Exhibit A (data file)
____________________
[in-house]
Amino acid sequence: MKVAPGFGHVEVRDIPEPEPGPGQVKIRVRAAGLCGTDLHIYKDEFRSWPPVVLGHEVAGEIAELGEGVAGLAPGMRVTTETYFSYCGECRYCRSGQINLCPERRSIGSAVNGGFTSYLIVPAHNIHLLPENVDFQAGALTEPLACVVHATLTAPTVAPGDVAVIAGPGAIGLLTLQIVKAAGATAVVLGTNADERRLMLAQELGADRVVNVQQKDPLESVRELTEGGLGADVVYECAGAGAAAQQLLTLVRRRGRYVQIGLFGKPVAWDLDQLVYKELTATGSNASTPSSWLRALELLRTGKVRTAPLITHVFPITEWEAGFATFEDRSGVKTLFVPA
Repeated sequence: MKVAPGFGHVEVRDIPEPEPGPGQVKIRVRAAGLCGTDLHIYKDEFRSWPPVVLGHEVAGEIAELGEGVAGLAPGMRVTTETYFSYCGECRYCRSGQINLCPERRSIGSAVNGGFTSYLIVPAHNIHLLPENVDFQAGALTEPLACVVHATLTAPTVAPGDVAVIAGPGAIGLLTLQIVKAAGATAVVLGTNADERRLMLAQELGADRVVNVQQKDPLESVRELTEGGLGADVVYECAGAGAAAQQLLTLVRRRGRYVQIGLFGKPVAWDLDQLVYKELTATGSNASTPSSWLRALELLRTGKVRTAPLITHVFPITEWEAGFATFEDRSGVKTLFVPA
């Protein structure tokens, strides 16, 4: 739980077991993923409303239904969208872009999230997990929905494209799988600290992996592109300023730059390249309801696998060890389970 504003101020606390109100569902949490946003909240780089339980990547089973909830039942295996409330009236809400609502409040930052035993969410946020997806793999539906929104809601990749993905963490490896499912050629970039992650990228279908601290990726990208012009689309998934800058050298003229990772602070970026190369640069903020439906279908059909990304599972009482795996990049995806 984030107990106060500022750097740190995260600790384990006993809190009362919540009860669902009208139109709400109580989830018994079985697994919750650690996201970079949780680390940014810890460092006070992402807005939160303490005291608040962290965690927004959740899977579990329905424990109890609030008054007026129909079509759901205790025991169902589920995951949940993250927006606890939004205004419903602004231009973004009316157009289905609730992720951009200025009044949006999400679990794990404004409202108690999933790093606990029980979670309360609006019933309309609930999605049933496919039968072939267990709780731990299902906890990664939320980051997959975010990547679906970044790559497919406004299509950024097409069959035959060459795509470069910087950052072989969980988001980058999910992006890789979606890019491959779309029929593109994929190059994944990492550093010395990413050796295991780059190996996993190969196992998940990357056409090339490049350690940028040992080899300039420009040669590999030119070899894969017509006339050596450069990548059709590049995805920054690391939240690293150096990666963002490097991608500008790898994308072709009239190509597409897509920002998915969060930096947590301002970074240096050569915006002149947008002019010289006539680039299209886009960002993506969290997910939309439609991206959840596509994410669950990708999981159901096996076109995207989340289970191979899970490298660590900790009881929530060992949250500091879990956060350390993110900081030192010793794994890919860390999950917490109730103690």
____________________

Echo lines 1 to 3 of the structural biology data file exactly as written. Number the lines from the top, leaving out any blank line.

[in-house]
Amino acid sequence: MKVAPGFGHVEVRDIPEPEPGPGQVKIRVRAAGLCGTDLHIYKDEFRSWPPVVLGHEVAGEIAELGEGVAGLAPGMRVTTETYFSYCGECRYCRSGQINLCPERRSIGSAVNGGFTSYLIVPAHNIHLLPENVDFQAGALTEPLACVVHATLTAPTVAPGDVAVIAGPGAIGLLTLQIVKAAGATAVVLGTNADERRLMLAQELGADRVVNVQQKDPLESVRELTEGGLGADVVYECAGAGAAAQQLLTLVRRRGRYVQIGLFGKPVAWDLDQLVYKELTATGSNASTPSSWLRALELLRTGKVRTAPLITHVFPITEWEAGFATFEDRSGVKTLFVPA
Repeated sequence: MKVAPGFGHVEVRDIPEPEPGPGQVKIRVRAAGLCGTDLHIYKDEFRSWPPVVLGHEVAGEIAELGEGVAGLAPGMRVTTETYFSYCGECRYCRSGQINLCPERRSIGSAVNGGFTSYLIVPAHNIHLLPENVDFQAGALTEPLACVVHATLTAPTVAPGDVAVIAGPGAIGLLTLQIVKAAGATAVVLGTNADERRLMLAQELGADRVVNVQQKDPLESVRELTEGGLGADVVYECAGAGAAAQQLLTLVRRRGRYVQIGLFGKPVAWDLDQLVYKELTATGSNASTPSSWLRALELLRTGKVRTAPLITHVFPITEWEAGFATFEDRSGVKTLFVPA